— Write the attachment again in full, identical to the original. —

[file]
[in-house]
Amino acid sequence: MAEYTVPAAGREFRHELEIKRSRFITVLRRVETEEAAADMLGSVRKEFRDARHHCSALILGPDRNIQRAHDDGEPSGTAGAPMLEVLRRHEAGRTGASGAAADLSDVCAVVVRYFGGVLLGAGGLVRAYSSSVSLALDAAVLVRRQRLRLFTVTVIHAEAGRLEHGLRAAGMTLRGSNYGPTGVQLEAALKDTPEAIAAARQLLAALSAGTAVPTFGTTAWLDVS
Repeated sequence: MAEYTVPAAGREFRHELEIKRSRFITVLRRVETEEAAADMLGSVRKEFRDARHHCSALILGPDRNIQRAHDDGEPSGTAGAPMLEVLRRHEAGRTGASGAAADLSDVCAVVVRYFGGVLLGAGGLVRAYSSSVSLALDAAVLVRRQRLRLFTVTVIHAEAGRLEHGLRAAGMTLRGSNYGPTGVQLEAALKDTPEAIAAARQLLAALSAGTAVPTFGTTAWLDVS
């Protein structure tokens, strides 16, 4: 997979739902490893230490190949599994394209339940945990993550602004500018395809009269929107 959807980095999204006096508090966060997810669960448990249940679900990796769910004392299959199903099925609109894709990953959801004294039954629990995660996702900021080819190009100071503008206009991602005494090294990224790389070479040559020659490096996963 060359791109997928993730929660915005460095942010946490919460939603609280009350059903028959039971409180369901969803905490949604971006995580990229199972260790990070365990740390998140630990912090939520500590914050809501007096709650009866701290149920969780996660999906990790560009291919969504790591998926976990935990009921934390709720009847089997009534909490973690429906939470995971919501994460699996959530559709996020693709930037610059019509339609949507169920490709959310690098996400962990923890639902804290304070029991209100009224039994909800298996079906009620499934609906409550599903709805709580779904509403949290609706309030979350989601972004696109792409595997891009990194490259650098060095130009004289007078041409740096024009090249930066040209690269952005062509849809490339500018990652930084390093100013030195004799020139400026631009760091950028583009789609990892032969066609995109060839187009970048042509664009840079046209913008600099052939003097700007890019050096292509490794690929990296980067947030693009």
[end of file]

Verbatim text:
[in-house]
Amino acid sequence: MAEYTVPAAGREFRHELEIKRSRFITVLRRVETEEAAADMLGSVRKEFRDARHHCSALILGPDRNIQRAHDDGEPSGTAGAPMLEVLRRHEAGRTGASGAAADLSDVCAVVVRYFGGVLLGAGGLVRAYSSSVSLALDAAVLVRRQRLRLFTVTVIHAEAGRLEHGLRAAGMTLRGSNYGPTGVQLEAALKDTPEAIAAARQLLAALSAGTAVPTFGTTAWLDVS
Repeated sequence: MAEYTVPAAGREFRHELEIKRSRFITVLRRVETEEAAADMLGSVRKEFRDARHHCSALILGPDRNIQRAHDDGEPSGTAGAPMLEVLRRHEAGRTGASGAAADLSDVCAVVVRYFGGVLLGAGGLVRAYSSSVSLALDAAVLVRRQRLRLFTVTVIHAEAGRLEHGLRAAGMTLRGSNYGPTGVQLEAALKDTPEAIAAARQLLAALSAGTAVPTFGTTAWLDVS
């Protein structure tokens, strides 16, 4: 997979739902490893230490190949599994394209339940945990993550602004500018395809009269929107 959807980095999204006096508090966060997810669960448990249940679900990796769910004392299959199903099925609109894709990953959801004294039954629990995660996702900021080819190009100071503008206009991602005494090294990224790389070479040559020659490096996963 060359791109997928993730929660915005460095942010946490919460939603609280009350059903028959039971409180369901969803905490949604971006995580990229199972260790990070365990740390998140630990912090939520500590914050809501007096709650009866701290149920969780996660999906990790560009291919969504790591998926976990935990009921934390709720009847089997009534909490973690429906939470995971919501994460699996959530559709996020693709930037610059019509339609949507169920490709959310690098996400962990923890639902804290304070029991209100009224039994909800298996079906009620499934609906409550599903709805709580779904509403949290609706309030979350989601972004696109792409595997891009990194490259650098060095130009004289007078041409740096024009090249930066040209690269952005062509849809490339500018990652930084390093100013030195004799020139400026631009760091950028583009789609990892032969066609995109060839187009970048042509664009840079046209913008600099052939003097700007890019050096292509490794690929990296980067947030693009």